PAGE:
Alzheimer's Disease Doctors and Specialists

Alzheimer’s Overview

Alzheimer’s disease is an irreversible brain disease. It slowly destroys a person’s mind and the ability to complete everyday tasks. There is currently no cure for Alzheimer’s.

Doctors diagnose Alzheimer’s by conducting tests, noting behavior changes, and assessing memory impairment. There are many different types of doctors who can diagnose and treat Alzheimer’s.

Primary Care Physician

If you notice changes in a friend’s or loved one’s memory, thinking, or behavior, you should contact their primary care physician. They can help with the following:

  • conduct an exam to see if any physical or mental issue has caused the problems
  • give a brief memory-screening test, such as the Abbreviated Mental Test Score (AMTS). A score lower than six out of ten suggests a need for further evaluation
  • provide essential medical history information needed for an accurate diagnosis
  • identify changes in the patient’s memory and thinking others may miss

The doctor also can refer you to the right kind of specialists as needed.


Geriatricians work with older adults. They know whether symptoms indicate a serious problem.

Geriatric Psychiatrist

Geriatric psychiatrists specialize in mental and emotional problems of older adults. They can assess memory and thinking problems.


Neurologists focus on abnormalities of the brain and central nervous system. They can conduct and review brain scans.


Neuropsychologists perform tests of memory and thinking.

Memory Clinics & Centers

Places like the Alzheimer’s Disease Research Centers have teams of specialists to help with diagnosis. A geriatrician can review your general health, a neuropsychologist can test your thinking and memory, and a neurologist can use scanning technology to “see” inside your brain. Tests often are done on site, which can shorten the time required to make a diagnosis.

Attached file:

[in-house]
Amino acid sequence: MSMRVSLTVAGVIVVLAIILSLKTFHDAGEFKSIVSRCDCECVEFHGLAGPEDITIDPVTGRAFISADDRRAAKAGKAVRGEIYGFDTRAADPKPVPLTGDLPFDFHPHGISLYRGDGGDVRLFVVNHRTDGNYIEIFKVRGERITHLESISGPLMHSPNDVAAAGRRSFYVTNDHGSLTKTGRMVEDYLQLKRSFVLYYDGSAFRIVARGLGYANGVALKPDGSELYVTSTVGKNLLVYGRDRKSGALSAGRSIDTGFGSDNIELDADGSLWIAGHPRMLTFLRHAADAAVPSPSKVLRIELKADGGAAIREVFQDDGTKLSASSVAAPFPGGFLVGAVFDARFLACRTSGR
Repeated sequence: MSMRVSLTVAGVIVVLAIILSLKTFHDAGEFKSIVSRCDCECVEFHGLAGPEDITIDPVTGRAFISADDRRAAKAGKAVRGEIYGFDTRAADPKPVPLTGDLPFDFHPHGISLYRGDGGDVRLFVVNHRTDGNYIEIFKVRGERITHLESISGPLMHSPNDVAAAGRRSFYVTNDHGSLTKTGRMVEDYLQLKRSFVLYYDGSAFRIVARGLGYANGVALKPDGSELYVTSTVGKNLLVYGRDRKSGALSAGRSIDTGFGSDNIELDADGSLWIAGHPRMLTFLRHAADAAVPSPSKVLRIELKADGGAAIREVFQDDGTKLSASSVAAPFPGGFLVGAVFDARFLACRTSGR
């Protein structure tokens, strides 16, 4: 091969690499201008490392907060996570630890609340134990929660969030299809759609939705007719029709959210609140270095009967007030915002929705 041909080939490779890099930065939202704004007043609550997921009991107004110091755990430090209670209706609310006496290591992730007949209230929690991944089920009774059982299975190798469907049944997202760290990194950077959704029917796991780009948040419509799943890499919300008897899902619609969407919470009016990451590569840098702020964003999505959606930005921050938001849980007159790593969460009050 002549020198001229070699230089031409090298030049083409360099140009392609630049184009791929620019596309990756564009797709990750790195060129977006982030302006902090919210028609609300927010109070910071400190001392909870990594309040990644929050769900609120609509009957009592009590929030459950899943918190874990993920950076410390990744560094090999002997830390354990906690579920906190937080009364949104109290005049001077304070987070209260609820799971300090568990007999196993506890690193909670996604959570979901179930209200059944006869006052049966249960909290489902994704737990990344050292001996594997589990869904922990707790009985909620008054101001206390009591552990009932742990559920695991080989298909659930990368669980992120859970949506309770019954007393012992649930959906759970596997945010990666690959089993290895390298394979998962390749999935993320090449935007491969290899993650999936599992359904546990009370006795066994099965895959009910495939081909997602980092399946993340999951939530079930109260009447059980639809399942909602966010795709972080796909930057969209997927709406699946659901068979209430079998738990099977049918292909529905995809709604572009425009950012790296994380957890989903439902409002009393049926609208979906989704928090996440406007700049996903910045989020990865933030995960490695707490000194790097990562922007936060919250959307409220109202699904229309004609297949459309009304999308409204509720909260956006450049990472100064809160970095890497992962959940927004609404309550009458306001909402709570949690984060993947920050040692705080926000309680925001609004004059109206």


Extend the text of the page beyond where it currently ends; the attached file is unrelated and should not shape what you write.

A Word About Clinical Trials

Although not right for everyone, clinical trials may be an option. Begin your research at a credible place, such as the Alzheimer's Disease Clinical Trials DatabaseThis is a joint project of the NIA and the US Food and Drug Administration (FDA). It’s maintained by the NIA's Alzheimer's Disease Education and Referral (ADEAR) Center. 

Getting a Second Opinion

AD diagnosis is not always easy. A second opinion is sometimes part of the process. Most medical professionals understand this and should give you a referral. If not, there are a number of other resources available, including the Alzheimer’s Disease Education and Referral (ADEAR) Center, which is a service of the National Institute on Aging (NIA).

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